Each glowing ghost's head features a bright flashing LED alternating blue, red and green light. Gauzy white poly fabric lends an eerie glow to these specters. On/off switch; button cell battery included. Use indoors or out.
• Set of 4 glowing ghosts with LED lights • Flashing LED alternated blue, red and green • Gauzy white poly fabric "floats" in the air • Use indoors or out
Size Each ghost is 50"H Includes hanging loop and two-piece ground stake
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Comments about Product: I love to decorate for Halloween, it is one of my favorite holidays!!!
I have purchased several Halloween items from P&H over the years and have received numerous complements on my decorations. Thanks for always having new and unique items.
The Staked and Hanging Ghosts were a huge hit!
Comments about Product: These are really cute,the kids love them, but they are really poorly made. I put them in the ground and 5 minutes later they were on the ground. The posts are cheap plastic, the spade that goes in the ground is cheap plastic, bends in a 5 MPH wind.. I will remake them to use the rest of the season, and hope they last for next year.
Comments about Product: I put these up today. They are super cute but the steaks are plastic and break easily. And just like the last customer posted... the slightest breeze and they are falling over. I think I can make it work but would not recommend!
Want to step in for Santa? We happen to know this is high on _______'s Christmas list!
The Olla: A Brief History
Olla (Spanish, pronounced “oh-ya”) jars have been around since ancient times. Made of unglazed ceramic, ollas traditionally have short, narrow necks with wider bodies, and are made in a variety of shapes. They have been used for thousands of years for cooking, storage, and plant irrigation.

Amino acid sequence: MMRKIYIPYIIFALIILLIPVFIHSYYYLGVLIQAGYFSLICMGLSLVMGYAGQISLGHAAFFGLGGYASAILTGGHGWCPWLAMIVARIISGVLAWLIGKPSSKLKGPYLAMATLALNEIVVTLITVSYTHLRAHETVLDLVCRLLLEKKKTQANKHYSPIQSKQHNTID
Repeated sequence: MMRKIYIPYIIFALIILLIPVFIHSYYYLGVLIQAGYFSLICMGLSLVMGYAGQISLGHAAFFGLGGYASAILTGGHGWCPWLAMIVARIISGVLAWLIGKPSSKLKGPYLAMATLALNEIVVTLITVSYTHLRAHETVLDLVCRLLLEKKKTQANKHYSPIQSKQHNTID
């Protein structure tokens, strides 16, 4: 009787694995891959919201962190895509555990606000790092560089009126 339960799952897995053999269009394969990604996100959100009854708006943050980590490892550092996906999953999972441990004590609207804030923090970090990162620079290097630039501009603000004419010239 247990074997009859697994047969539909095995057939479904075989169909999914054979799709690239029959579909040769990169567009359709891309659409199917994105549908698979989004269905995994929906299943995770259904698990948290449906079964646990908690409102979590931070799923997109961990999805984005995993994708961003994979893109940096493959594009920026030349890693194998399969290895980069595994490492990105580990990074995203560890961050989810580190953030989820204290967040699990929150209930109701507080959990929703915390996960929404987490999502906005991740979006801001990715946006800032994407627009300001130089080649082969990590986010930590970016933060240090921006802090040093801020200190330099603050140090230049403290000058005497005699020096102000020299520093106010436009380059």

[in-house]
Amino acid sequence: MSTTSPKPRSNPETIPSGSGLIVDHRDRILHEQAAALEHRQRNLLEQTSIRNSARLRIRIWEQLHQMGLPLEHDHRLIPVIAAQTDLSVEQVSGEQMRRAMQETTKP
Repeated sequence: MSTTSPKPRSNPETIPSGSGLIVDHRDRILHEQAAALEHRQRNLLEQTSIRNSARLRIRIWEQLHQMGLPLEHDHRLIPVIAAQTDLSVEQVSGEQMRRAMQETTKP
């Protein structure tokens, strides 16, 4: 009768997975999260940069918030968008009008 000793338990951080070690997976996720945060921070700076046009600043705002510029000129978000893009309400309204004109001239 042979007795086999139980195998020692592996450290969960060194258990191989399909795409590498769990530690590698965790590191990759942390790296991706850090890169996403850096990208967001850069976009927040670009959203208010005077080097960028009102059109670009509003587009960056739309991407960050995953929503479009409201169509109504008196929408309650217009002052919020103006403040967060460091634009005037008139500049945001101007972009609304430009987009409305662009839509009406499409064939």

When used to irrigate plants, an olla is buried neck-deep in the ground near a plant’s roots, with the opening of the olla extended above the soil so that it can be filled with water periodically. The porous walls of the unglazed pottery allow the water to seep through gradually, constantly and consistently hydrating the plants without overwatering them – and without wasting precious water to evaporation or runoff.
The use of ollas for irrigation was introduced to the American Southwest by Spanish conquistadors during Colonial times, becoming very common among Native American tribes and Hispanic settlers. Though the technique gave way to more modern methods of irrigation some time ago, its superior efficiency, coupled with its simplicity, has caused it to make a comeback. Though the technique has changed little since its introduction, today’s ollas are usually capped off, making them even more water-efficient.
Perfect for home gardens, Ollas are a super-easy, eco-friendly, less time-consuming way to water annuals, perennials, herbs, vegetables and plants of all kinds in dry, sandy soil, very hot or drought-prone areas, raised beds, and even pots, planters and hanging baskets. Fill the olla before you leave on a short vacation to enjoy worry-free watering – and a smaller water bill!